Your animals are your responsibility.  We know you LOVE them!! Please protect them by keeping them cool and providing plenty of food and fresh water. Please be diligent and make sure there is no way your animal(s) can escape. The fine for animals found at large in Columbia Borough is $50.00.  The Columbia Borough Police Department will keep them for 2-3hrs (if the animal is not aggressive) before transporting them to the Columbia Animal Hospital.  If the animal is transported to the Animal Hospital there is an addition charge of $20.00 per day.

Sourced via CRIMEWATCH®

Low Pay, No Benefits, Rude Customers: Restaurant Workers Quit At Record Rate

Low wages are the most common reason people cite for leaving food service work. But in one recent survey, more than half of hospitality workers who've quit said no amount of pay would get them to return.

That's because for many, leaving food service had a lot to do also with its high-stress culture: exhausting work, unreliable hours, no benefits and so many rude customers.


Average wages for nonmanagers at restaurants and bars hit $15 an hour in May, but many say no amount of pay would get them to return. They are leaving at the highest rate in decades.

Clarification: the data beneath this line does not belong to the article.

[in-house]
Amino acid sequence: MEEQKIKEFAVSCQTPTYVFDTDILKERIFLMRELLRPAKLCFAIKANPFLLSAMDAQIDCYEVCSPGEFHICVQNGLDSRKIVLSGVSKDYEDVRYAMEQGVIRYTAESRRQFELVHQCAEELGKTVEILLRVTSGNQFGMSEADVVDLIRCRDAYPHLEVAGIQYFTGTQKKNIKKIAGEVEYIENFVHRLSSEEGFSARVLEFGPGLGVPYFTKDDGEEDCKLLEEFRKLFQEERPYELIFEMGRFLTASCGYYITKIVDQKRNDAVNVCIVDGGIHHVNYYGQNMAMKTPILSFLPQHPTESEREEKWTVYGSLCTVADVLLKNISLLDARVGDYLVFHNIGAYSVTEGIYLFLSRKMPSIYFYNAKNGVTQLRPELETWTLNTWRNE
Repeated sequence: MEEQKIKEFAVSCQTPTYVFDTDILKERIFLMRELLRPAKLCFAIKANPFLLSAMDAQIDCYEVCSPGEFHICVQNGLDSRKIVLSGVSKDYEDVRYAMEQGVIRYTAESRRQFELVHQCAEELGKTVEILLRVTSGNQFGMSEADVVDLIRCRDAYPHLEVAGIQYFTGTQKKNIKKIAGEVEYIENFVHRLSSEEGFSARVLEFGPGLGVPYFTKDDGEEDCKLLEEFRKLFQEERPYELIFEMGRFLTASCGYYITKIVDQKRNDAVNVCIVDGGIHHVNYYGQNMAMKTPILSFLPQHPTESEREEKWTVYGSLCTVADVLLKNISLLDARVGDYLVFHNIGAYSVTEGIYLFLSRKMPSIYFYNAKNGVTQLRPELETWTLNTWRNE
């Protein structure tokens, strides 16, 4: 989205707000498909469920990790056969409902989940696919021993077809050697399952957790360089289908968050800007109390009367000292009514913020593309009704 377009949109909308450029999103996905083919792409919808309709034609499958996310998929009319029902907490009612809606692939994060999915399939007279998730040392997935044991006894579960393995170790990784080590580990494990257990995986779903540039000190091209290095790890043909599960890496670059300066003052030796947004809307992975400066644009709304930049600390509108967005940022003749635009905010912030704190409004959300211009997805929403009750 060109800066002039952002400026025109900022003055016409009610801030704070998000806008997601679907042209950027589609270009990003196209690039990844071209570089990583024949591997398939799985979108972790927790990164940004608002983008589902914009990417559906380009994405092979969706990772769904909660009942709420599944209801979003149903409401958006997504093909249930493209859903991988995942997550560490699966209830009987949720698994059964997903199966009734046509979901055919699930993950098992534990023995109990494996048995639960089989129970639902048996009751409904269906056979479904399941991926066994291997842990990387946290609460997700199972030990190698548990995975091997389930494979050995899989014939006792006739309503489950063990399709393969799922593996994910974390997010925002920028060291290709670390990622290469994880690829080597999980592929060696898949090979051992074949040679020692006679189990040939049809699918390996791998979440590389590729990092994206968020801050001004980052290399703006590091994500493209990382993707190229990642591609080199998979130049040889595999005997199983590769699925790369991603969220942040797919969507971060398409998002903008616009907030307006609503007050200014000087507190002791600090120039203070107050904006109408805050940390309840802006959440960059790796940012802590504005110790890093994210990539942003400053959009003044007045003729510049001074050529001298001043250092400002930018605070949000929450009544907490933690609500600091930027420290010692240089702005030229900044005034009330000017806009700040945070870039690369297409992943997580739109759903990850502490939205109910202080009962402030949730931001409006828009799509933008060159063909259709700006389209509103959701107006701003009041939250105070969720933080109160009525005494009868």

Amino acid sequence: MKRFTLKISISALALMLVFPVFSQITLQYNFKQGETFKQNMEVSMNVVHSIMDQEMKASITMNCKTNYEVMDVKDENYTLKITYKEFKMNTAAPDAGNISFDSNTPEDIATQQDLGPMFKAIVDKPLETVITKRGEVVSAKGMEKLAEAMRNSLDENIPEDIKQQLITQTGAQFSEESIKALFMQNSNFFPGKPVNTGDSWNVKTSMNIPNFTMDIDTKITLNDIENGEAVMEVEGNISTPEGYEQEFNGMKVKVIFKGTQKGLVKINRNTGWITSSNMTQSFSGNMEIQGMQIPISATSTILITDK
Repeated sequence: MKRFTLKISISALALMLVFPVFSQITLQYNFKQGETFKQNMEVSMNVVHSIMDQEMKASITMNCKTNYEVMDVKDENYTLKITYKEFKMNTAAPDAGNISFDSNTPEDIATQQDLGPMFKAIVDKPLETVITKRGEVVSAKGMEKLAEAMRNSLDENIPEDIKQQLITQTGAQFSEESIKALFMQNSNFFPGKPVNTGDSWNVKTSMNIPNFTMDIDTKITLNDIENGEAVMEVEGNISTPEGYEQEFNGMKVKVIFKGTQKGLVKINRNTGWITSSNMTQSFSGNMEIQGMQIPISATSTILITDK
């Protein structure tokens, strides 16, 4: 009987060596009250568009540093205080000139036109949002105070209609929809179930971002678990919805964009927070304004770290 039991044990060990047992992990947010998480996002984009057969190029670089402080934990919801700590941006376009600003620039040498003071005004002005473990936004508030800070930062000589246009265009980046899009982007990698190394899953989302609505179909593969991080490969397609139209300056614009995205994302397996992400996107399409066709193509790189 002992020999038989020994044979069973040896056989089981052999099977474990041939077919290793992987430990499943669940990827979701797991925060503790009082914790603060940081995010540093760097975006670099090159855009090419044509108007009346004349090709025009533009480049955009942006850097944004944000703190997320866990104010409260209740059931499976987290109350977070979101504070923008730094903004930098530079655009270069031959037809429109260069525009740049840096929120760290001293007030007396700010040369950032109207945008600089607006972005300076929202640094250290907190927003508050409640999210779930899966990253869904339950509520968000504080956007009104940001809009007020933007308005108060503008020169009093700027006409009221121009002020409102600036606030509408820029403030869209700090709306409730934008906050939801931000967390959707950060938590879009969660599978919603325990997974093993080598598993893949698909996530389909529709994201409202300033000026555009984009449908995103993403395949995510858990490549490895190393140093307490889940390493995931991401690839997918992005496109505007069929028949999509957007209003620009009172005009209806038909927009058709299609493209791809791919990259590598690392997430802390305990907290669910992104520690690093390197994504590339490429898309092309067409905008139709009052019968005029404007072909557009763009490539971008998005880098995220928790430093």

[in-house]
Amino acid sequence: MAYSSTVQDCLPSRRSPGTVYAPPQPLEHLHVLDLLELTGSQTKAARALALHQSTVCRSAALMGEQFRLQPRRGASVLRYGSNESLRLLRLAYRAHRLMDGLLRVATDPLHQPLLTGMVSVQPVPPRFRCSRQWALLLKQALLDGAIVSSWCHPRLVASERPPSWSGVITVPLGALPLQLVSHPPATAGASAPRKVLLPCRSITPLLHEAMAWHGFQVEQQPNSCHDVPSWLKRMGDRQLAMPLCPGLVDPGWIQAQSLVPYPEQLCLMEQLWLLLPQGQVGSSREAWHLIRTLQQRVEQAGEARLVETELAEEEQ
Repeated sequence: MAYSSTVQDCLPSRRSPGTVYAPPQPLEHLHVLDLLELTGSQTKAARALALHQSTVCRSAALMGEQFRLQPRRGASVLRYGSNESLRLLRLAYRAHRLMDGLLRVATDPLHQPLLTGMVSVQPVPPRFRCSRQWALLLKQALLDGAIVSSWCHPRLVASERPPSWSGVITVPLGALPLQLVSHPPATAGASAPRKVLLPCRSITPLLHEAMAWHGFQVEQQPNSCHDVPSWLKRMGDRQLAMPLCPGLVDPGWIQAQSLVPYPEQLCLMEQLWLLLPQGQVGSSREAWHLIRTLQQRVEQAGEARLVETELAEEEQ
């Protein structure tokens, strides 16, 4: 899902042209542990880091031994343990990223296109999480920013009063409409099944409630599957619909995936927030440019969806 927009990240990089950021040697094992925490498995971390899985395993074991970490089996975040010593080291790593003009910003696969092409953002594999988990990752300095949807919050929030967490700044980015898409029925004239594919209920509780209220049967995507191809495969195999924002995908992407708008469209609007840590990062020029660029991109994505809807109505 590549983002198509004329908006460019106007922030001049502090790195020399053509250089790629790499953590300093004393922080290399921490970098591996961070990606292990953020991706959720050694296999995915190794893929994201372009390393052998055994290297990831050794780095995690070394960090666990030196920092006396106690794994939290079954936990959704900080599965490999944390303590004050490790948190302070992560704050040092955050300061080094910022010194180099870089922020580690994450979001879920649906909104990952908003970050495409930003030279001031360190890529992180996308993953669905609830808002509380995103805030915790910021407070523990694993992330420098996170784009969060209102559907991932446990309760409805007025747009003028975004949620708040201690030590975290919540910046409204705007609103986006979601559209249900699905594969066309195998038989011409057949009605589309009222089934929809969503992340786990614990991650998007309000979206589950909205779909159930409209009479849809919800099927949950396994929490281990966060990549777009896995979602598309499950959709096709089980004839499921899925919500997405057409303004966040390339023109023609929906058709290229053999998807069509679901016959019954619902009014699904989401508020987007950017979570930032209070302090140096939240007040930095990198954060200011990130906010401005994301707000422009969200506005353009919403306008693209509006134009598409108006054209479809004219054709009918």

Human remains found in Susquehanna River


Police in Lancaster County are investigating after remains and various belongings were found in the Susquehanna River.

Police said they received a call from a boater Sunday afternoon. The boater reported finding human bones above Ely Island in Conoy Township.


Donate school supplies for CBSD and OLA students


Wednesday, July 28, 2021

Borough isn't legally required to do home inspections, but council votes to keep doing them anyway

Screenshot from Columbia Borough Facebook livestream of July 27, 2021 meeting

In a 4-3 vote, Council decided Tuesday to continue requiring home sale inspections, also known as "Point of Sale" inspections, in the borough.

[According to current code, the homeowner or realtor is responsible to notify the borough when a home is put on the market for sale. The code department then completes an inspection on the property at the owner's expense.]